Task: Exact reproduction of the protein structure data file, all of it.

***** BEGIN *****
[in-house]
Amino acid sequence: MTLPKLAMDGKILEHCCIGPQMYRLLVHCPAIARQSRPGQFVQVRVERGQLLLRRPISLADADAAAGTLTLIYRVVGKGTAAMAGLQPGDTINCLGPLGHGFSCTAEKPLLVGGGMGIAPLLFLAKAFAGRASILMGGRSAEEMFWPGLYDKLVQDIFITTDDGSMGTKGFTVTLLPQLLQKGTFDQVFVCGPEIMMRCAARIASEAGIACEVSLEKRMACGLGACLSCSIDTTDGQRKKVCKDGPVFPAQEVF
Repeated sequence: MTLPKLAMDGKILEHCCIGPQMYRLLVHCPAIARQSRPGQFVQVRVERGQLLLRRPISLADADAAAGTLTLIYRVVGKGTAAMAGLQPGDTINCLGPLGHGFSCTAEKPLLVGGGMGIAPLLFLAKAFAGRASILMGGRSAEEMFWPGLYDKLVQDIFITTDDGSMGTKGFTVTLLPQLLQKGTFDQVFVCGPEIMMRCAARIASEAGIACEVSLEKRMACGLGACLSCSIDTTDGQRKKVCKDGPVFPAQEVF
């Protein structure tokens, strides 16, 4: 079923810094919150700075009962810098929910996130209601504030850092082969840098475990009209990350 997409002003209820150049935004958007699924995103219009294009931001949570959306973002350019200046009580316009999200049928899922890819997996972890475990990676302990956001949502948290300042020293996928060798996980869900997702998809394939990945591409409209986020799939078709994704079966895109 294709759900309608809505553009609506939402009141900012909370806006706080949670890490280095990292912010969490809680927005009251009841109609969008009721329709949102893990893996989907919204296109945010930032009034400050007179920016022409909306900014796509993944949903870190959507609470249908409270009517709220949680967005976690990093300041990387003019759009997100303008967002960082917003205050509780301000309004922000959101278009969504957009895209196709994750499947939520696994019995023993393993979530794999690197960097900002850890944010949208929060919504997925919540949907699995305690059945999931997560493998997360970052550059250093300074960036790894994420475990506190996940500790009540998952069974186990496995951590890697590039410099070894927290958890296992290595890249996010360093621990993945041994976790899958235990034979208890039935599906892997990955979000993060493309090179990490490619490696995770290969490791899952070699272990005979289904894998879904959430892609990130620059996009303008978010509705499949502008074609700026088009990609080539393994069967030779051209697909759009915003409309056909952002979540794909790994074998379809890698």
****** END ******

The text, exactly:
[in-house]
Amino acid sequence: MTLPKLAMDGKILEHCCIGPQMYRLLVHCPAIARQSRPGQFVQVRVERGQLLLRRPISLADADAAAGTLTLIYRVVGKGTAAMAGLQPGDTINCLGPLGHGFSCTAEKPLLVGGGMGIAPLLFLAKAFAGRASILMGGRSAEEMFWPGLYDKLVQDIFITTDDGSMGTKGFTVTLLPQLLQKGTFDQVFVCGPEIMMRCAARIASEAGIACEVSLEKRMACGLGACLSCSIDTTDGQRKKVCKDGPVFPAQEVF
Repeated sequence: MTLPKLAMDGKILEHCCIGPQMYRLLVHCPAIARQSRPGQFVQVRVERGQLLLRRPISLADADAAAGTLTLIYRVVGKGTAAMAGLQPGDTINCLGPLGHGFSCTAEKPLLVGGGMGIAPLLFLAKAFAGRASILMGGRSAEEMFWPGLYDKLVQDIFITTDDGSMGTKGFTVTLLPQLLQKGTFDQVFVCGPEIMMRCAARIASEAGIACEVSLEKRMACGLGACLSCSIDTTDGQRKKVCKDGPVFPAQEVF
């Protein structure tokens, strides 16, 4: 079923810094919150700075009962810098929910996130209601504030850092082969840098475990009209990350 997409002003209820150049935004958007699924995103219009294009931001949570959306973002350019200046009580316009999200049928899922890819997996972890475990990676302990956001949502948290300042020293996928060798996980869900997702998809394939990945591409409209986020799939078709994704079966895109 294709759900309608809505553009609506939402009141900012909370806006706080949670890490280095990292912010969490809680927005009251009841109609969008009721329709949102893990893996989907919204296109945010930032009034400050007179920016022409909306900014796509993944949903870190959507609470249908409270009517709220949680967005976690990093300041990387003019759009997100303008967002960082917003205050509780301000309004922000959101278009969504957009895209196709994750499947939520696994019995023993393993979530794999690197960097900002850890944010949208929060919504997925919540949907699995305690059945999931997560493998997360970052550059250093300074960036790894994420475990506190996940500790009540998952069974186990496995951590890697590039410099070894927290958890296992290595890249996010360093621990993945041994976790899958235990034979208890039935599906892997990955979000993060493309090179990490490619490696995770290969490791899952070699272990005979289904894998879904959430892609990130620059996009303008978010509705499949502008074609700026088009990609080539393994069967030779051209697909759009915003409309056909952002979540794909790994074998379809890698």